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Dynamical assembly of efflux pump membrane proteins in a biomimetic bilayer – Efflux

Submission summary

Originally described in bacteria, drug transporters (or efflux pumps) are now recognized as major determinants in the modulation of the accumulation and efflux of antibacterials in virtually all cell types, from prokaryotes to superior eukaryotes. Based on sequence similarities with known transporters and with proteins possessing at least two transmembrane segments, it has been calculated that 15–20% of the genome of E. coli may code for this type of protein. Transport is protein-mediated and performed either by a uniport mechanism coupled to ATP hydrolysis or, more commonly, by an antiport mechanism in which drug efflux is linked to proton influx i.e. energized by the proton motive force (pmf). The efflux systems of Gram-negative bacteria tend to have a complex arrangement. P. aeruginosa possesses many ways to resist antibiotics. Active efflux is a recently described mechanism causing very concerning multidrug-resistant phenotypes in P. aeruginosa. Twelve genetically distinct systems have been described in P. aeruginosa genome among which four have been biochemically characterised. Each system is composed of three proteins. A cytoplasmic membrane protein is thought to act as an energy (H+) dependent pump (pmf) with broad substrate specificity. A second protein is located in the outer membrane whereas a third one, anchored in the inner membrane, is located in the periplasmic space and thought to make a link between the two other proteins. Recently, a fourth efflux pump system OprM/MexX-MexY, specific for aminoglycoside has been identified in P. aeruginosa . The four pumps display different resistance phenotypes. Only the MexAB-OprM system is expressed constitutively whereas the others are expressed under special circumstances. The present project, at the interface of physics and biology, gathers molecular biologists, biochemists, chemists, structural biologists, and specialists of bilayer physics. The aim of the project is to fully reconstitute in vitro, using micromanipulation, an efflux pump. The project will be carried out with three workpackages: WP1. Co-expression and purification of proteins from efflux pumps (team 1) WP2. Understanding the assembly of one efflux pump (team 2) In order to characterize the interaction between two interacting proteins we will determine: <sum> 2.1. The distance and mode of interaction between two interacting proteins. <sum> 2.2. The stoechiometry in order to deduce the association state of two interacting proteins. <sum> 2.3. The energies, the forces of connections, and of the constants of association between three proteins of the pump taken two by two in order to understand the stability of the unit. WP3. Assembly and activation of an efflux pump in giant unilamelar vesicles G.U.V. (teams 1, 2) The short-term objective is to reconstitute the protein machinery of an efflux pump responsible for the resistance to antibiotics of Gram negative bacteria, in order to investigate their structure-function activities. The activity of the pump will be tested in giant vesicles (GUV). This would be the first time that an in vitro double layer system is used to reconstitute an efflux pump. On the long range, one may expect that the design of a novel pharmacological in vitro assay may lead to new antibiotic candidates. Despite an intense international competition, reconstitution of protein machineries made of membrane proteins from the inner and outer membranes (and possibly) of periplasmic proteins has not yet been achieved. The complementarity of competences acquired by each group participating to this interdisciplinary project is: Team 1. A. Ducruix, Faculty of Pharmacy in Paris The molecular biology difficulties and preparative biochemistry (mg of pure proteins) of individual components have been overcome. Team 1 has a strong experience in overexpressing, purifying, crystallizing membrane proteins and more generally in structural biology. The functional aspects of the active efflux pump will be addresses by team 1. Team 2. W. Urbach, LPS at ENS in Paris: Team 2 has a strong experience in micromanipulation, handling unique molecules and measuring forces and mobility in giant vesicles, lamellar or sponge phases (e.g. L3). It has the competence to characterize lyotropic phases by SAXS or DLS/DQLS. In order to characterize the interactions between the proteins that constitute an efflux pump, we will use a sponge phase (i.e. L3 type) constituted from non-ionic bilayers in which it is possible to insert protein. The thickness of the bilayer was proved to be adjustable as well as the distance d between two bilayers (60 to 300 Å). The sequence of assembly being currently unknown, it is proposed to study the formation of the "pre-complex (i.e. a complex formed of two interacting proteins) using FRAPP.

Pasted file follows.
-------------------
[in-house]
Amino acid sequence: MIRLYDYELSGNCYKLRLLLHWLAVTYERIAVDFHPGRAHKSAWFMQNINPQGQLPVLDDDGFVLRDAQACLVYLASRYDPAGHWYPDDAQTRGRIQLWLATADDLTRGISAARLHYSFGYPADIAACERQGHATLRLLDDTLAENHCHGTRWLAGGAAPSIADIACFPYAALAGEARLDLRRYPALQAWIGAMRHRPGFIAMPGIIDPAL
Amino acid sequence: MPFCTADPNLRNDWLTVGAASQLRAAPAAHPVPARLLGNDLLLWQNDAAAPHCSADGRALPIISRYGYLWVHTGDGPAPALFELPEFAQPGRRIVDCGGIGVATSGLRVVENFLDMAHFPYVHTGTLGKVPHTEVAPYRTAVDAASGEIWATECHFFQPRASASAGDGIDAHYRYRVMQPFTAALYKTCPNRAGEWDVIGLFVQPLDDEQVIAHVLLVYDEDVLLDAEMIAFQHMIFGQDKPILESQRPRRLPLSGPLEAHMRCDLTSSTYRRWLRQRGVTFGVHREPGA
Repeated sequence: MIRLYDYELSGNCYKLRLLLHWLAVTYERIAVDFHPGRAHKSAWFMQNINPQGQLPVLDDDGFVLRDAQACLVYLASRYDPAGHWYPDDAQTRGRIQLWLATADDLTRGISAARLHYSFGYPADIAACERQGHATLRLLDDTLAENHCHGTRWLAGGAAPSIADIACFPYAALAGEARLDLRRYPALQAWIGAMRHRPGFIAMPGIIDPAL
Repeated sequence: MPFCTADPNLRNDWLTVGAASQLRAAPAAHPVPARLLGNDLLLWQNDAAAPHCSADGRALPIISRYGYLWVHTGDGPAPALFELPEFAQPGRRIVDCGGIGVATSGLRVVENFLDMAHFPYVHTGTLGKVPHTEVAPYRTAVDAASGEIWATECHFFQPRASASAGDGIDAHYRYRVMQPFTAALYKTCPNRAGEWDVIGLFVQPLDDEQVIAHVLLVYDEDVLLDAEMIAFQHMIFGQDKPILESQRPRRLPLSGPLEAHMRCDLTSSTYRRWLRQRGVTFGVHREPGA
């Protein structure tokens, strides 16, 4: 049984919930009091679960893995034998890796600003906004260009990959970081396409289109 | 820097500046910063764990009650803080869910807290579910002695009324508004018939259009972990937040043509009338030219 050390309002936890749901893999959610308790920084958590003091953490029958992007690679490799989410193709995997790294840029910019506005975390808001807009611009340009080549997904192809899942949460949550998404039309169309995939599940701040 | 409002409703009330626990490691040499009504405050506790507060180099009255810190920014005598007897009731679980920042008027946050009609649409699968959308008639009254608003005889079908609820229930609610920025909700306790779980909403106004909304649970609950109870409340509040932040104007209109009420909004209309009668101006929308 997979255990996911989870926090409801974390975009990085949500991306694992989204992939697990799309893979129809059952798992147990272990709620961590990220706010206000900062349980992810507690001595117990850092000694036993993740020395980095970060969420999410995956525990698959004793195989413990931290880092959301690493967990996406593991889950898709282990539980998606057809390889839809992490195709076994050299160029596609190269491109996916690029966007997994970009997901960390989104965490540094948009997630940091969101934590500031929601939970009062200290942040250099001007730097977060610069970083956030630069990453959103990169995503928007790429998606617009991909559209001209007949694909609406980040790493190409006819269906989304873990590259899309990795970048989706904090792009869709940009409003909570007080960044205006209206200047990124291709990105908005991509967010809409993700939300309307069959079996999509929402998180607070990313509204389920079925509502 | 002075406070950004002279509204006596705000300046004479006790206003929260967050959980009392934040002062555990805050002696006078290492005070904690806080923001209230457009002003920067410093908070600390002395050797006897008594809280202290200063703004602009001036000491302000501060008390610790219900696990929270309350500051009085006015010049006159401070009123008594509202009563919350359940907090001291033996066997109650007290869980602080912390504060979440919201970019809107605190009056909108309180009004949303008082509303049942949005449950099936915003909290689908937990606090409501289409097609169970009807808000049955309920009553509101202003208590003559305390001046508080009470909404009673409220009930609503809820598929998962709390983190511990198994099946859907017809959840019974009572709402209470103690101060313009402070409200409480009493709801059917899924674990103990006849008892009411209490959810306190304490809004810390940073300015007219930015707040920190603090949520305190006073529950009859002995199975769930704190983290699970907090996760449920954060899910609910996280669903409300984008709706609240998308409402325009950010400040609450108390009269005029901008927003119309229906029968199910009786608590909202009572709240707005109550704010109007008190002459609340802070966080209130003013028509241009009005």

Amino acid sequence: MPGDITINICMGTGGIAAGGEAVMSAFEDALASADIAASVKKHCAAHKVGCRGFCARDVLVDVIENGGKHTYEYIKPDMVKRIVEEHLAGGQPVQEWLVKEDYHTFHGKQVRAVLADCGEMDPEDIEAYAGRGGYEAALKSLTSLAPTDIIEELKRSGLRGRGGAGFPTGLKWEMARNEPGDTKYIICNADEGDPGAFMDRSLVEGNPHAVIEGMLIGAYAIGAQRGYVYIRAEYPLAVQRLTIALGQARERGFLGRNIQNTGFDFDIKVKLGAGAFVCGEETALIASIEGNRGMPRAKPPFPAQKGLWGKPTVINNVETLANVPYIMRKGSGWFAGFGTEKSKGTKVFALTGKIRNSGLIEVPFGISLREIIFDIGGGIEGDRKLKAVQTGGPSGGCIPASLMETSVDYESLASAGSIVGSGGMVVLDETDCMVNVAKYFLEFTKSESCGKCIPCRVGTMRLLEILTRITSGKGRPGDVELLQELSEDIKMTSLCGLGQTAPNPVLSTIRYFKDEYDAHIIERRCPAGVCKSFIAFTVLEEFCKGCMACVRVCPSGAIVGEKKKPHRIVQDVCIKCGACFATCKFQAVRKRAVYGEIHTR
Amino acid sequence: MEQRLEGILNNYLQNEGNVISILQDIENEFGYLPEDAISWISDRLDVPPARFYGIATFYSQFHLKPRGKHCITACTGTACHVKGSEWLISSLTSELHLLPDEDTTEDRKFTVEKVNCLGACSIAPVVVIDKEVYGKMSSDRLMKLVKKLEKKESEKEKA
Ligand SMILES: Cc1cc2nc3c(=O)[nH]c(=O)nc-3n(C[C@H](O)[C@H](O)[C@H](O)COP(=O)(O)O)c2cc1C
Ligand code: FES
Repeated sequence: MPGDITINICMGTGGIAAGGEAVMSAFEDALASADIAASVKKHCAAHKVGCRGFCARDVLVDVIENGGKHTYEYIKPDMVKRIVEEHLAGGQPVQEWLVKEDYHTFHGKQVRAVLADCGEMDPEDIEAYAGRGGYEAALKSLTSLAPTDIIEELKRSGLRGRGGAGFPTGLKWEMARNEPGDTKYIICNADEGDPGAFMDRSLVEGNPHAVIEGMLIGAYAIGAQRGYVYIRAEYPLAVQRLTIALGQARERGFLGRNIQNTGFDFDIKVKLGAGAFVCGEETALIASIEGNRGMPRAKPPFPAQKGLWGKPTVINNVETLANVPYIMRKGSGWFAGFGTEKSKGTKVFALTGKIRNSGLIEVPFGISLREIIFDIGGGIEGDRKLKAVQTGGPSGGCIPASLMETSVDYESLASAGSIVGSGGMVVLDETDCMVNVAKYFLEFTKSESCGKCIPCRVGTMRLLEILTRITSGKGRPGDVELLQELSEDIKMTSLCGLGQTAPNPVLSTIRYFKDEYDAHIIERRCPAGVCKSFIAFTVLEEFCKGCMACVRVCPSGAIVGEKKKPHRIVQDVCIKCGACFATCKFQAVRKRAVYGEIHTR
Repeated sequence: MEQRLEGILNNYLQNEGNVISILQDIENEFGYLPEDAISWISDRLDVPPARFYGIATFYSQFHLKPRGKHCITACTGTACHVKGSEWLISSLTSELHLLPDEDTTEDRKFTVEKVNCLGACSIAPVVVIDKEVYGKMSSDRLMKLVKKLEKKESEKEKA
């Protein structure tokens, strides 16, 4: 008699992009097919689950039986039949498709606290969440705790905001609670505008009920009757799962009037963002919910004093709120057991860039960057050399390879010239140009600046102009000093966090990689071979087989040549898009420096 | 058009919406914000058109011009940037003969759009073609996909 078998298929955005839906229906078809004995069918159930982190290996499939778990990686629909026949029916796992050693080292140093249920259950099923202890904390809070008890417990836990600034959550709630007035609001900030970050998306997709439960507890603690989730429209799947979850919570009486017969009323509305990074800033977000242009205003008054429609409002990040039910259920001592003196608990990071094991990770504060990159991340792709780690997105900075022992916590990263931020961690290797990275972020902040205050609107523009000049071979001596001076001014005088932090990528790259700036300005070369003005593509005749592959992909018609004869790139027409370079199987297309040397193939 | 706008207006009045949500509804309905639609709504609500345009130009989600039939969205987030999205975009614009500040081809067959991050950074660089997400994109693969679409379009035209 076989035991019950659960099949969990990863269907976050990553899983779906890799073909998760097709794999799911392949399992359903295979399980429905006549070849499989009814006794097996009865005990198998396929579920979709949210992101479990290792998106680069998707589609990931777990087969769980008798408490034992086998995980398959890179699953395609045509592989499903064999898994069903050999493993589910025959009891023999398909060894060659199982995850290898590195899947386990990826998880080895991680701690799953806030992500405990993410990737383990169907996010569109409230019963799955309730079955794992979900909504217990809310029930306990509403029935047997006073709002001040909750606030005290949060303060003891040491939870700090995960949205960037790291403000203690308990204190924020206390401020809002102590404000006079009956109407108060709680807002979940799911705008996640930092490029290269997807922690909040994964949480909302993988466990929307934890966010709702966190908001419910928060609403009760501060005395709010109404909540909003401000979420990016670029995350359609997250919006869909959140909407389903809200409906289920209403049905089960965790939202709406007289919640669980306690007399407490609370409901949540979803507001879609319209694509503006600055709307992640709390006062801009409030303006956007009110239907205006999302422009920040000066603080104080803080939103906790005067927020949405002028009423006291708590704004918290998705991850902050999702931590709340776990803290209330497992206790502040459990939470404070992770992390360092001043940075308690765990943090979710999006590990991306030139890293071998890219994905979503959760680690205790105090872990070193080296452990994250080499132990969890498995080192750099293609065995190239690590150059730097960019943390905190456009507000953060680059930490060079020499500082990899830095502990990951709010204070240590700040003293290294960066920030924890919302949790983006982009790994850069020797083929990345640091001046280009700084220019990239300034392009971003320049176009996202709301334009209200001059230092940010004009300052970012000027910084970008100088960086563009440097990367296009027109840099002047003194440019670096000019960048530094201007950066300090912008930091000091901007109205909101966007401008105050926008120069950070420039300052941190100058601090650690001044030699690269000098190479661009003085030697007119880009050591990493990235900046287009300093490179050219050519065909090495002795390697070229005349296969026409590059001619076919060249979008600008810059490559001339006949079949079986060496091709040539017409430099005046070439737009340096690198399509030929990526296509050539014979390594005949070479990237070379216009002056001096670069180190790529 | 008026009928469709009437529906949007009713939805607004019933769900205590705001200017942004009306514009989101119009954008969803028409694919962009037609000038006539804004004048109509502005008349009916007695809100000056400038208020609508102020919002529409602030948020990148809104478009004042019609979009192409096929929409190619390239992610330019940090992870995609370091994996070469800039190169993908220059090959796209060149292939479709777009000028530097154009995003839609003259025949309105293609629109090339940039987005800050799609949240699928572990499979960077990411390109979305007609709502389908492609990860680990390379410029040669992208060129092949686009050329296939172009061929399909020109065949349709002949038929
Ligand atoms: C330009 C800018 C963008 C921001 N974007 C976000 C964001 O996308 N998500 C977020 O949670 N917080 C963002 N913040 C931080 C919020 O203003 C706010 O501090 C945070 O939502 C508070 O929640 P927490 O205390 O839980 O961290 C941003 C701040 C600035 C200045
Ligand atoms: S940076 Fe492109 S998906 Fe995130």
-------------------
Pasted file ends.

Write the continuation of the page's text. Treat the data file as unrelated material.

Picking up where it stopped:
Project coordination


The author of this summary is the project coordinator, who is responsible for the content of this summary. The ANR declines any responsibility as for its contents.



Help of the ANR 350,000 euros
Beginning and duration of the scientific project: - 36 Months

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